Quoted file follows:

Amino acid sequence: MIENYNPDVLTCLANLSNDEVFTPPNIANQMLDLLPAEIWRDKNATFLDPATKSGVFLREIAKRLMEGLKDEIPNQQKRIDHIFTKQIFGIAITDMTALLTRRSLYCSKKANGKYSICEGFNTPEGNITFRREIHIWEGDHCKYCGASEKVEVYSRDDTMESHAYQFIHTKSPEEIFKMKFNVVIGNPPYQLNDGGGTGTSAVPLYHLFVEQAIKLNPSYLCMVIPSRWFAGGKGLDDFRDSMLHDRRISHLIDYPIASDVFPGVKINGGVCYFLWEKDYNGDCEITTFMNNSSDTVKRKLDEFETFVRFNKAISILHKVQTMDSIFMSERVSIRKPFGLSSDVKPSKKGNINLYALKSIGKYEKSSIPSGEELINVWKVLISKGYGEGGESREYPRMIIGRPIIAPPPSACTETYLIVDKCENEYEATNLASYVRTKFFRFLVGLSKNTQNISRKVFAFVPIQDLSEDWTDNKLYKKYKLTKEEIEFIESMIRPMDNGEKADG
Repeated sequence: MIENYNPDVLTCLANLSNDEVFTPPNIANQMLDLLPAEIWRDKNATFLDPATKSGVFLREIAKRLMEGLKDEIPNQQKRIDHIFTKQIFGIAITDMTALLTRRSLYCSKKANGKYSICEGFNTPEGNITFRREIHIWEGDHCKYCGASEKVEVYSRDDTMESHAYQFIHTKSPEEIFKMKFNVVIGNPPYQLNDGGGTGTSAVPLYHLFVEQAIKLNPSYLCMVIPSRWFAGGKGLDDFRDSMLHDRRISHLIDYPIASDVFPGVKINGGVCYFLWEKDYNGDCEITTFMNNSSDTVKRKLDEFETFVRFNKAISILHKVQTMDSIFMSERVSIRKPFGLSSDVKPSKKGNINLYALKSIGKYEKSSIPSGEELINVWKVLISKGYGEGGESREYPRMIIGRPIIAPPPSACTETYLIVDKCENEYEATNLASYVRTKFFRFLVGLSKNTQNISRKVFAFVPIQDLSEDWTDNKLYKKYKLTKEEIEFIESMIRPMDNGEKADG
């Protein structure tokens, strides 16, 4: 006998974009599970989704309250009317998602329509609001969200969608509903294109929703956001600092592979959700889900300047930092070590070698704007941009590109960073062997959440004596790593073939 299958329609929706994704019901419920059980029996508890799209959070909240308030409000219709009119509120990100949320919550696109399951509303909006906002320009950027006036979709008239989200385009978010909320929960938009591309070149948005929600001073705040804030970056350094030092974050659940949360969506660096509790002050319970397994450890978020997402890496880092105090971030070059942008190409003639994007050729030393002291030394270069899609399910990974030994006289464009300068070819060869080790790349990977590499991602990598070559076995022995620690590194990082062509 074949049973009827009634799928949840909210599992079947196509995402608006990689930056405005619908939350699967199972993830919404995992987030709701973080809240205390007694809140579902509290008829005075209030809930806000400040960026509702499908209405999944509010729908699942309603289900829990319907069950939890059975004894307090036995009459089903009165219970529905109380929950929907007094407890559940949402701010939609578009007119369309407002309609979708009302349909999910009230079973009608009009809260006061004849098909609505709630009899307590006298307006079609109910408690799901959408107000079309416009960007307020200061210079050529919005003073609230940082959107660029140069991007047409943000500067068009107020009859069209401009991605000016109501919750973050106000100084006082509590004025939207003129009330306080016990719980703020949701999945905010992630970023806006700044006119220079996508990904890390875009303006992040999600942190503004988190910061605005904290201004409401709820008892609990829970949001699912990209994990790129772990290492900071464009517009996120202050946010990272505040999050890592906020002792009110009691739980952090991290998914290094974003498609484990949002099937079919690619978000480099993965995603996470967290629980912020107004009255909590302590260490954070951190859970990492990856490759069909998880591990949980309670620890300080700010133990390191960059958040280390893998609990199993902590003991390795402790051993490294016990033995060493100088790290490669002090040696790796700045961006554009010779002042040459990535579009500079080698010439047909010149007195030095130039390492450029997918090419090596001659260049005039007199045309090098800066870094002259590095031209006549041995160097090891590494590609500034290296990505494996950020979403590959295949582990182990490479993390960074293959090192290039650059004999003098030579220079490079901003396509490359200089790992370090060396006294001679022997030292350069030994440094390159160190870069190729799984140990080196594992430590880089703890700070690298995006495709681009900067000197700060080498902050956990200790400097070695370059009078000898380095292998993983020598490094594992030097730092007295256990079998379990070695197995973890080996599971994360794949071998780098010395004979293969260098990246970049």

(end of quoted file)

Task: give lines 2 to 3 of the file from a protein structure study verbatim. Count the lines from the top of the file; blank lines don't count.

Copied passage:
Repeated sequence: MIENYNPDVLTCLANLSNDEVFTPPNIANQMLDLLPAEIWRDKNATFLDPATKSGVFLREIAKRLMEGLKDEIPNQQKRIDHIFTKQIFGIAITDMTALLTRRSLYCSKKANGKYSICEGFNTPEGNITFRREIHIWEGDHCKYCGASEKVEVYSRDDTMESHAYQFIHTKSPEEIFKMKFNVVIGNPPYQLNDGGGTGTSAVPLYHLFVEQAIKLNPSYLCMVIPSRWFAGGKGLDDFRDSMLHDRRISHLIDYPIASDVFPGVKINGGVCYFLWEKDYNGDCEITTFMNNSSDTVKRKLDEFETFVRFNKAISILHKVQTMDSIFMSERVSIRKPFGLSSDVKPSKKGNINLYALKSIGKYEKSSIPSGEELINVWKVLISKGYGEGGESREYPRMIIGRPIIAPPPSACTETYLIVDKCENEYEATNLASYVRTKFFRFLVGLSKNTQNISRKVFAFVPIQDLSEDWTDNKLYKKYKLTKEEIEFIESMIRPMDNGEKADG
């Protein structure tokens, strides 16, 4: 006998974009599970989704309250009317998602329509609001969200969608509903294109929703956001600092592979959700889900300047930092070590070698704007941009590109960073062997959440004596790593073939 299958329609929706994704019901419920059980029996508890799209959070909240308030409000219709009119509120990100949320919550696109399951509303909006906002320009950027006036979709008239989200385009978010909320929960938009591309070149948005929600001073705040804030970056350094030092974050659940949360969506660096509790002050319970397994450890978020997402890496880092105090971030070059942008190409003639994007050729030393002291030394270069899609399910990974030994006289464009300068070819060869080790790349990977590499991602990598070559076995022995620690590194990082062509 074949049973009827009634799928949840909210599992079947196509995402608006990689930056405005619908939350699967199972993830919404995992987030709701973080809240205390007694809140579902509290008829005075209030809930806000400040960026509702499908209405999944509010729908699942309603289900829990319907069950939890059975004894307090036995009459089903009165219970529905109380929950929907007094407890559940949402701010939609578009007119369309407002309609979708009302349909999910009230079973009608009009809260006061004849098909609505709630009899307590006298307006079609109910408690799901959408107000079309416009960007307020200061210079050529919005003073609230940082959107660029140069991007047409943000500067068009107020009859069209401009991605000016109501919750973050106000100084006082509590004025939207003129009330306080016990719980703020949701999945905010992630970023806006700044006119220079996508990904890390875009303006992040999600942190503004988190910061605005904290201004409401709820008892609990829970949001699912990209994990790129772990290492900071464009517009996120202050946010990272505040999050890592906020002792009110009691739980952090991290998914290094974003498609484990949002099937079919690619978000480099993965995603996470967290629980912020107004009255909590302590260490954070951190859970990492990856490759069909998880591990949980309670620890300080700010133990390191960059958040280390893998609990199993902590003991390795402790051993490294016990033995060493100088790290490669002090040696790796700045961006554009010779002042040459990535579009500079080698010439047909010149007195030095130039390492450029997918090419090596001659260049005039007199045309090098800066870094002259590095031209006549041995160097090891590494590609500034290296990505494996950020979403590959295949582990182990490479993390960074293959090192290039650059004999003098030579220079490079901003396509490359200089790992370090060396006294001679022997030292350069030994440094390159160190870069190729799984140990080196594992430590880089703890700070690298995006495709681009900067000197700060080498902050956990200790400097070695370059009078000898380095292998993983020598490094594992030097730092007295256990079998379990070695197995973890080996599971994360794949071998780098010395004979293969260098990246970049």